The Walking Dead: “Too Far Gone” (Episode 4.08)

TV Reviews The Walking Dead
The Walking Dead: “Too Far Gone” (Episode 4.08)

Shane Ryan and Josh Jackson review The Walking Dead each week in a series of letters.


To kick us off this week, I’d like to practice my Rick Grimes Communication Skills. I think it’ll really get us in the mood to recap “Too Far Gone,” the midseason finale. Here I go.

Stares dumbly for 30 minutes

Tilts face to the side, confused, like a dog who just saw his first glow stick

Shitty speech full of platitudes punctuated by bouts of heavy breathing

Eyes wide in an expression of total shock as a crazy person does something crazy

Thank you for enduring that, Josh. I had to pay $50 for the instructional DVD, so I appreciate your patience.

On a serious note, do you think people inside the prison inwardly cringed when the Governor asked Rick to speak with him? Do you think the people from the new camp were like, “Wait, why did they send the mute simpleton out to negotiate? Is this some kind of trick? He can’t legitimately be their leader, right?”

My point is that for those of us who try to defend Rick (and/or the man who portrays him, Andrew Lincoln), we just had our Waterloo. This may seem like a weird topic to lead with, when so much else happened in a legitimately fun and insane episode, but my God, the man even gets beat up dumbly! If Rick was Obama, and he tried to set up a health care website, it would be a used band-aid sitting on top of a rock with the words “zommby r bad” scrawled in the dirt nearby.

Look, I still have a soft spot for Rick, and I’ll probably try to defend him again in the future. He’s had his moments. But this was weak sauce all around.

NOW THEN. The Governor is dead! His whole army is dead! Judith is maybe dead (low blow, Walking Dead writers, though I suspect it’s a fake-out). HERSHEL IS DEAD, JOSH. I know we expected that one after his Florence Nightingale act in the prison, but it still hurts to see the old man go. And as a last memory, I want you to go back to the scene when the Governor smashed Michonne and drew his gun on Hershel, and notice how fast ol’ quickdraw got his gun out. Too late to do anything, but he had the reflexes of a panther. I’ll miss him.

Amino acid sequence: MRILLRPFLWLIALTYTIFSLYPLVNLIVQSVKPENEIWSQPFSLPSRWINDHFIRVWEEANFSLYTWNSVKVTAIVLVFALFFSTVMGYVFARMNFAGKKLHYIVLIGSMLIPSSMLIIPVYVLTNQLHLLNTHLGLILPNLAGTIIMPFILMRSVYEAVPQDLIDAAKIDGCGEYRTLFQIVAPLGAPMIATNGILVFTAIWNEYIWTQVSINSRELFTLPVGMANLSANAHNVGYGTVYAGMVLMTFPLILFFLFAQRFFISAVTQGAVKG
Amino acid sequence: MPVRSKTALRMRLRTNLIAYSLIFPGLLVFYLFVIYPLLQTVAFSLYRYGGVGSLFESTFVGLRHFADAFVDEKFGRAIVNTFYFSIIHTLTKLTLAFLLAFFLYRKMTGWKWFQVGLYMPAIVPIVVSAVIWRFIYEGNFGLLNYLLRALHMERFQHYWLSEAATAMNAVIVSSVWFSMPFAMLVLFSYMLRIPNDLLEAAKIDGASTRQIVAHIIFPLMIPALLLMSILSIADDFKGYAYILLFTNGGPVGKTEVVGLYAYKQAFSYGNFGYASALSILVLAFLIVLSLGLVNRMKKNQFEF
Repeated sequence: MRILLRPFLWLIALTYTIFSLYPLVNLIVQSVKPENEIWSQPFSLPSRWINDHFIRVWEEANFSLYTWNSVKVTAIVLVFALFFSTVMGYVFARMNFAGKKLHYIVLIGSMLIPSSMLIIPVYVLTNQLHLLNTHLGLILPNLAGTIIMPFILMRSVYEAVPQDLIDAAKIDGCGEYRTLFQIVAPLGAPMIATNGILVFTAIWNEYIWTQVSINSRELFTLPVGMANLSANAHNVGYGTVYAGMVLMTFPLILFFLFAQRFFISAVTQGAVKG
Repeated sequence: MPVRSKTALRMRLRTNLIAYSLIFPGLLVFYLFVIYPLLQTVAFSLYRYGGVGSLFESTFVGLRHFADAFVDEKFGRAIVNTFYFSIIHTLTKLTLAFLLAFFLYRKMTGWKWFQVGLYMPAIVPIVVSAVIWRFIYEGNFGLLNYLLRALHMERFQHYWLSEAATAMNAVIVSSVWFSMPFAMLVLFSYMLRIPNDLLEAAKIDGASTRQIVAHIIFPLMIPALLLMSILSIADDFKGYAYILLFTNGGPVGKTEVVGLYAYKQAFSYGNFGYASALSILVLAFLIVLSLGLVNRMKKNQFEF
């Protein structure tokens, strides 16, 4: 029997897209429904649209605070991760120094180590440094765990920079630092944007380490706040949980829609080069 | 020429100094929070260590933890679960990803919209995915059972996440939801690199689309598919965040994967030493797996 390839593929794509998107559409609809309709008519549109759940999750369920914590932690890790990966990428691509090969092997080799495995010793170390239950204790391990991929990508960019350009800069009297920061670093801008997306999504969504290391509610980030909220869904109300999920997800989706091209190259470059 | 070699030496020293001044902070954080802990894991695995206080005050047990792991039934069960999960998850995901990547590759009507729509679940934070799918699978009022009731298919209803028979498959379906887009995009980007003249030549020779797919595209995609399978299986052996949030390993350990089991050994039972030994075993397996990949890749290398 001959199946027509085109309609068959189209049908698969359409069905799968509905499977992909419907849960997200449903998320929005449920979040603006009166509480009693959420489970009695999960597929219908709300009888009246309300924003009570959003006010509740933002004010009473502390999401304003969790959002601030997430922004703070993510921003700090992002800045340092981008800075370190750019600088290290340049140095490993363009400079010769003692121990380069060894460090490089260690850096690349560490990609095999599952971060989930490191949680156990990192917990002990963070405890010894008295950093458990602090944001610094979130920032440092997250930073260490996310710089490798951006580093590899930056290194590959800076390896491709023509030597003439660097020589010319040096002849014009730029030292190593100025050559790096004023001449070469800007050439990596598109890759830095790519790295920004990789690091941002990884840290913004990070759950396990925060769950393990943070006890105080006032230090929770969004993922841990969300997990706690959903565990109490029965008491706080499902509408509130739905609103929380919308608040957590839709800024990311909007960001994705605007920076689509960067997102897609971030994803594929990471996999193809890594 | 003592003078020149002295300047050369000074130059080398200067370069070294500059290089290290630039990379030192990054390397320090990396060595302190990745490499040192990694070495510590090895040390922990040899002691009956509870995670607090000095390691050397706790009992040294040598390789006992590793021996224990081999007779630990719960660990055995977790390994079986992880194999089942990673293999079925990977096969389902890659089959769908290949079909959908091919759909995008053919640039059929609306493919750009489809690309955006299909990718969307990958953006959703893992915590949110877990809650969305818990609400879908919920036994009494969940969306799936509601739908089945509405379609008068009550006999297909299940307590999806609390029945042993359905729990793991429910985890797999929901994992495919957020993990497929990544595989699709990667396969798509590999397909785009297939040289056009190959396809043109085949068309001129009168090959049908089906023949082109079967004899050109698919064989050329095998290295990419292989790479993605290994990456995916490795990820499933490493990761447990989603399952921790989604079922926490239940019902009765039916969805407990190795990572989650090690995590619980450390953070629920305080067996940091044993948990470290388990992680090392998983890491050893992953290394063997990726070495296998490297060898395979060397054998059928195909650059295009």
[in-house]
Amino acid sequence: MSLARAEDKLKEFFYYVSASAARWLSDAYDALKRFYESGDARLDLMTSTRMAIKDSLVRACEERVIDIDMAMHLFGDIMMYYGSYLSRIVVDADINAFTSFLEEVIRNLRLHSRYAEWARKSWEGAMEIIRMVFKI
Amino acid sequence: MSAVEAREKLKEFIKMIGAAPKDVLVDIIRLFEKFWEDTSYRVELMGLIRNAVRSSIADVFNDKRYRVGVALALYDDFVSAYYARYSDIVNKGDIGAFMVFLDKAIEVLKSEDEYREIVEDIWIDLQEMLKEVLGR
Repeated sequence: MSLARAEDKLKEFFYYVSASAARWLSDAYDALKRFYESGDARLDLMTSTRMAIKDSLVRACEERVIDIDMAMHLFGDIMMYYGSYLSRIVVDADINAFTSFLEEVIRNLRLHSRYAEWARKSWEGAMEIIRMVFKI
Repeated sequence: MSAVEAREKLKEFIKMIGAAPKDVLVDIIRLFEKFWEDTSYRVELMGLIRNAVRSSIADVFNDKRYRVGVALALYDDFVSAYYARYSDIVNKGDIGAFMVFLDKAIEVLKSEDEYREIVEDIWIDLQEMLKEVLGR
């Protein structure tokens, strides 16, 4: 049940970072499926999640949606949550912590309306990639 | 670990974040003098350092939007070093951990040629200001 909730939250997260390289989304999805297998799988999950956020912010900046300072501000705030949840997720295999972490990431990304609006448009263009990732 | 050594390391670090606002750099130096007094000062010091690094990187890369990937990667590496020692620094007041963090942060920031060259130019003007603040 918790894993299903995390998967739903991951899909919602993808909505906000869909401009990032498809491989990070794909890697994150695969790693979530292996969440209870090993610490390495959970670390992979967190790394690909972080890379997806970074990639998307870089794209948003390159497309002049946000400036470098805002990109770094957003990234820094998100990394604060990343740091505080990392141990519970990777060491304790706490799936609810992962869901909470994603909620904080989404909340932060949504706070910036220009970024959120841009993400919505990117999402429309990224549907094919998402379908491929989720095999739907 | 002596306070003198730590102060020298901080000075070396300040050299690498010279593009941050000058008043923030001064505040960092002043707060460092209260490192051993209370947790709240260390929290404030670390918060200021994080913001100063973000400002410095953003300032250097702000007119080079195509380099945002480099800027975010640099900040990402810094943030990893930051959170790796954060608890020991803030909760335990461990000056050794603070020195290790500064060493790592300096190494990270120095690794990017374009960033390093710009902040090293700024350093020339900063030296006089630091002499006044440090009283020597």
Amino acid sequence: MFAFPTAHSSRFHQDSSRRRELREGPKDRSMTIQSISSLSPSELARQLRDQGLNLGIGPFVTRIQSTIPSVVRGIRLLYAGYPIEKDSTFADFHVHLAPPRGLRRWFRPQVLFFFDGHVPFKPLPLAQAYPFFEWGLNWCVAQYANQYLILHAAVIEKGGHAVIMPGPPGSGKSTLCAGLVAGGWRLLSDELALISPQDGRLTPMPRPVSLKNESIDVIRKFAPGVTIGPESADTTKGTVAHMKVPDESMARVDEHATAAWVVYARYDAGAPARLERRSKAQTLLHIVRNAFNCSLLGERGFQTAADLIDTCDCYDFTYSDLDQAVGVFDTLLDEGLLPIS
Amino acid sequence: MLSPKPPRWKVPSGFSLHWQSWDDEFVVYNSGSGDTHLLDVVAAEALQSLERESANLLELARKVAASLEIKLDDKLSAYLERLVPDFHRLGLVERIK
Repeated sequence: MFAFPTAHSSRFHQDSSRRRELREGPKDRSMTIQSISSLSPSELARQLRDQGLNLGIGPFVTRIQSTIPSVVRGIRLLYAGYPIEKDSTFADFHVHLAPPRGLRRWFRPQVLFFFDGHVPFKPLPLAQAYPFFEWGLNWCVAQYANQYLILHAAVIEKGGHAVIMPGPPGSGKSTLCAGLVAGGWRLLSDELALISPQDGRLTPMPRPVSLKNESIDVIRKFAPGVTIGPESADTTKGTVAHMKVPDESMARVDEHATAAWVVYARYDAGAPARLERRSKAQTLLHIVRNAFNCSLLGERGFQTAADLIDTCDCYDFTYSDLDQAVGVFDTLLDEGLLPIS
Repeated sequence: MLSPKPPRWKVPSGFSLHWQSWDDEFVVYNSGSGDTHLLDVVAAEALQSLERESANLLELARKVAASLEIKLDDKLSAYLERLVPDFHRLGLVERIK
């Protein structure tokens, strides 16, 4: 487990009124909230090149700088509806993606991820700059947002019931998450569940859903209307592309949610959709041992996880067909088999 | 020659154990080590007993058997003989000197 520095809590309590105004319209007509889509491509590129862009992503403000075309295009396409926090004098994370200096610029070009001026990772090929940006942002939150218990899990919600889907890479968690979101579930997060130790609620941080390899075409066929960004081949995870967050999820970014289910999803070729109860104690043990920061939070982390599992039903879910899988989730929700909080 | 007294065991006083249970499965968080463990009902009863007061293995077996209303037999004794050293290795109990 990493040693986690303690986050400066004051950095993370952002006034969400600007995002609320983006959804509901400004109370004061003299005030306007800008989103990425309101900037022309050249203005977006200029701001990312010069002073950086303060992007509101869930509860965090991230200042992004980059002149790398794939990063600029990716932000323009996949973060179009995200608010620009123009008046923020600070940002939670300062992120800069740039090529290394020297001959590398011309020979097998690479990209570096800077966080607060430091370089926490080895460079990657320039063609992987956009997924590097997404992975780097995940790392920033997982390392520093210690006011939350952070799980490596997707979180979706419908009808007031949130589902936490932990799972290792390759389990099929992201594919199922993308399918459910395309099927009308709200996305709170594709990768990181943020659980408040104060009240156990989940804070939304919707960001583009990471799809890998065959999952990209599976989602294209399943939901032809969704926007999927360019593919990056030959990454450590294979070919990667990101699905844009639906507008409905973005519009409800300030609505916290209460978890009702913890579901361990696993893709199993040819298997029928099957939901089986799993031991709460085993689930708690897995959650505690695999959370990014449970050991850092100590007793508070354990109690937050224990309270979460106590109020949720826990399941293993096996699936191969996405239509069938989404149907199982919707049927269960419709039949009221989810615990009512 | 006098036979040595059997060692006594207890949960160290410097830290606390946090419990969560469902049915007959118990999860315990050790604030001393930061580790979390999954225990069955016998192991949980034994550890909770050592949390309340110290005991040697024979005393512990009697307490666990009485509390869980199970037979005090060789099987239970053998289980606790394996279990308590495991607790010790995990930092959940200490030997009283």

I should probably think of something intelligent to say about “Too Far Gone,” since there was a bit of moral philosophy underlying the nonstop action. The main theme, of course, is right in the episode title, and two key lines hammered it home. First, when Lilly finally starts to question his actions, the Gov delivers his blunt thoughts about fate vs. free will: “It was always going to be this way.” And then, when Rick gives the speech about how everyone can change (which I’m pretty sure he stole from Rocky IV, by the way), the Governor whispers the word “liar” and uses Michonne’s sword to kill Hershel. So, there’s the rub. He’s past the point of redemption and change, and even though he had a chance to become a new man, he reverted back to his evil self at the first opportunity. Not a super complex message, but then, we never really needed that. We just needed to see the Governor die.

And die he did. On one hand, I’m glad Michonne got to deliver the decisive blow. On the other, I can’t be the only person disappointed that we didn’t get some fatalistic dying words, can I? I would have paid—and I would still pay—$345 to see the Governor glare at Michonne, smile, and say, “We’re not so very different, you and I!” But it was a silent death, and it was Lilly, having just watched her daughter die, who snuffed out his life for good. I have to admit, I’m pretty surprised the Governor odyssey is over; it makes sense, but at the same time, he’s such a great character that you almost expected the writers to keep him alive for some future twist.